You're all familiar with beautifully blurred photographs of nature. As you can see in the example above, long exposure photography transforms our surroundings into dreamy, moody environments that inspire and impress those who take the time to observe them. Anyone can take photographs like the one above; all you need is a few handy tools and imagination. Here are a few tips on what you need to start with long exposure photography.
Obtain the Right Tools To have a smooth photoshoot, you'll need to use a sturdy tripod, a camera with manual features, a cable shutter release, and a neutral density filter. Though some of these tools, like the filter, are optional (especially if you're planning to take photos at night), they'll make the shooting process smoother and less stressful to handle.
Go out When the Weather Is Kind Since stability is an important part of long exposure photography, going out on a windy day won't be helpful. If you're an absolute beginner in this genre, go out on a day when the weather isn't particularly cruel. This will give you enough time and space to experiment with a variety of preferences without being interrupted by elements all the time.
"Foggy Morning" by Isaac Khasawneh
Understand the Most Important Settings
Long exposure photography depends on a few important camera settings: shutter speed and aperture. Both of these settings will have a significant impact on your results, so keep in mind that experimentation is highly important. The more you practice with a variety of different settings, the closer you'll get to finding your unique style.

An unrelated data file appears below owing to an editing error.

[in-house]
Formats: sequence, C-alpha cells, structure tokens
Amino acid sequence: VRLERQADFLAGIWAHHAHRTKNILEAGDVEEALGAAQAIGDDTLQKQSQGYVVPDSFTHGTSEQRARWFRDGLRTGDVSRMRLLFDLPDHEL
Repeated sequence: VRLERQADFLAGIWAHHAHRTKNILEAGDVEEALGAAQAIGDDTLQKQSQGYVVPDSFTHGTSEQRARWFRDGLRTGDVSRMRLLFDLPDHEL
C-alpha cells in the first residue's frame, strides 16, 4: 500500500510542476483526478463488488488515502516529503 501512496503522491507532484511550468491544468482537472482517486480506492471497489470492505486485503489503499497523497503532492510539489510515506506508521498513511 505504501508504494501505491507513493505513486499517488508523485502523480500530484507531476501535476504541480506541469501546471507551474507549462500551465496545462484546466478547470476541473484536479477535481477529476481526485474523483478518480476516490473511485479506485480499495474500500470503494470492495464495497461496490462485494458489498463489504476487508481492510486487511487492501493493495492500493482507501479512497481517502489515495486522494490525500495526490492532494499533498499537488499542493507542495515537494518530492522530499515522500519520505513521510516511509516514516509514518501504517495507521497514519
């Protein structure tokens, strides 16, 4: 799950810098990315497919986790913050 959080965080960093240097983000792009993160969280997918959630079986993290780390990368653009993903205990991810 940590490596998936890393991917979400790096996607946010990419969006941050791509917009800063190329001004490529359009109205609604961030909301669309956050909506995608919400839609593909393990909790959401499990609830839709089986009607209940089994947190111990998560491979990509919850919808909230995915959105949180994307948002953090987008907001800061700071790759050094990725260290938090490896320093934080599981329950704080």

In a nutshell, a slow shutter speed will equal to smoother-looking subjects, and a fast shutter speed will quickly capture subtle movements. Since there is a whole range of shutter speeds you can choose from, experiment with a few until you get the look you want. Some photographers like very smooth photographs of rivers, for examples, while others prefer waterfall shots that have a slight sharpness to them. It's completely up to you!
Aperture helps capture details in the distance and details close to your camera. The more you want to include (without blurring foregrounds or backgrounds), the smaller your aperture, or f-number, should be. Small f-numbers are determined by large numbers such as f/16, for example. Again, experiment with this until you get results that are as blurred or as sharp as you want them to be.
"Gollum's Pool" by Karen Miller
Preserve More Image Data with RAW Files
Shooting RAW will allow you to edit your photographs smoothly. While JPEG loses a lot of image data, RAW preserves an abundance of valuable details that can be restored in the editing process. Though this is recommended by many professionals, it's optional, especially if your camera doesn't create RAW files. Unless the loss of image data greatly worries you, don't focus on this too much.
Even if you're not a landscape photographer, experimenting with long exposure will compel you to stay in the present moment and enjoy your surroundings. Give it a go and share your results with us - publish your photos on Excio (if you are a member) or explore how to join us!